While Israel’s normalization with its neighbors has already delivered economic fruits, the deliberate and complicated process of determining how these newfound partnerships might yield greater collective security continues. Already, we have seen examples of imminent threats moving security partnerships from paper to practice.
Following the Houthi ballistic missile and unmanned aerial vehicle (UAV) attacks on Abu Dhabi last January, the Emiratis made no secret of the fact in Washington that they were deeply underwhelmed by the Biden administration’s tepid show of support in response. While senior U.S. policymakers moved quickly to assuage Emirati regent Mohamed bin Zayed and his Washington emissary, the ubiquitous Yusuf Al Otaiba, what was reported then, but plainly visible now: The Emiratis were taking their security into their own hands by resolving to quickly mature their young partnership with Israel. Abu Dhabi moved hastily to capitalize on the greatest comparative technological advantage Israel has in the whole world: ballistic missile defense. Nine months after the Houthi attack, which is typically but a moment in foreign military sales-time, where deals can seemingly take epochs to complete, the Barak 8 missile defense system, a platform co-produced by Israel and India, appeared in the UAE.
It is possible that the United States assisted in securing that deal. At the very least, Washington was likely kept apprised, as the U.S. military maintains a presence in the UAE, and the introduction of a new missile defense system would require significant deconfliction. The timing of President Biden’s trip to the region this past July suggests the administration may have had a proactive role in securing and speeding the deal. On that visit, Biden and the heads of government from the UAE, Israel, and India all met in the inaugural meeting of the “I2U2” group. While they ostensibly discussed new avenues of cooperation on clean energy and food security, it isn’t a stretch to imagine that they ironed out new agreements for multilateral security cooperation as well, which enabled the rapid deployment of the Israeli-Indian air defense system.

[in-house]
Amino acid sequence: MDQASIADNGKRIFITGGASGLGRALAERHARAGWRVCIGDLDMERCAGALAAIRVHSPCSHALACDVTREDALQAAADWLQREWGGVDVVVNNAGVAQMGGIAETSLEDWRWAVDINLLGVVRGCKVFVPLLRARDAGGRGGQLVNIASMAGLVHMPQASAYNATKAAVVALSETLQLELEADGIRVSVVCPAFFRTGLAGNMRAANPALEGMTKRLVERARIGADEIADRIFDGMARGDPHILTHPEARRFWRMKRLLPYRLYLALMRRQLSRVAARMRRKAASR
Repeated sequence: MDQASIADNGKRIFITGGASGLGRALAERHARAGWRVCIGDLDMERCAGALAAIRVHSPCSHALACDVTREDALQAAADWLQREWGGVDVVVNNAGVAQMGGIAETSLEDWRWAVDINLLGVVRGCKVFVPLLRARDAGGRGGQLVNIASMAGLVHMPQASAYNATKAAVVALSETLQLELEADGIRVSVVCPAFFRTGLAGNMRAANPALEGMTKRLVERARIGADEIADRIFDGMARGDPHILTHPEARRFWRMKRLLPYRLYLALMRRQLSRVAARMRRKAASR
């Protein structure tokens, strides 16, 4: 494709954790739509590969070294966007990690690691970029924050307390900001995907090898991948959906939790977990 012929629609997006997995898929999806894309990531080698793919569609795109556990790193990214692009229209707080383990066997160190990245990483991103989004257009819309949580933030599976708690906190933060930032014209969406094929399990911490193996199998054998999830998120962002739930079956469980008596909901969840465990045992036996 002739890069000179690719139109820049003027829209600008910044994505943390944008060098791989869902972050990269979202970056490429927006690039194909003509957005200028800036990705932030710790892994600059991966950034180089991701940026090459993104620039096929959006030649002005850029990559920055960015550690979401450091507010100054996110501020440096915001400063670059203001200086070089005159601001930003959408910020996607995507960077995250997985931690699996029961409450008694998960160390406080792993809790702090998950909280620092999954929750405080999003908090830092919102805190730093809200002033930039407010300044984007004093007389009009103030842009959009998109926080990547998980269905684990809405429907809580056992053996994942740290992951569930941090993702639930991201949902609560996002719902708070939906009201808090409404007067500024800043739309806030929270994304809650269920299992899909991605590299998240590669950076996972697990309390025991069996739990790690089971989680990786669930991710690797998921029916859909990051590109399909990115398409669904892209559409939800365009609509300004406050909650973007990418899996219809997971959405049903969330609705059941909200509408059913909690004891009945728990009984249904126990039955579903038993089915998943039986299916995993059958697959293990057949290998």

In the face of shared threats emanating from Iran, whether it be in the form of UAVs and ballistic missiles smuggled to Iranian proxies, the illegal detention of commercial vessels that undermines freedom of navigation in some of the world’s most essential commercial waterways, or cyberattacks powerful enough to hobble the public services of entire governments, it’s clear why Israel and the Gulf have embraced each other so enthusiastically. But regional security integration isn’t just a strategic benefit to Israel and its Arab neighbors—the effort is hugely consequential and essential to U.S. national security.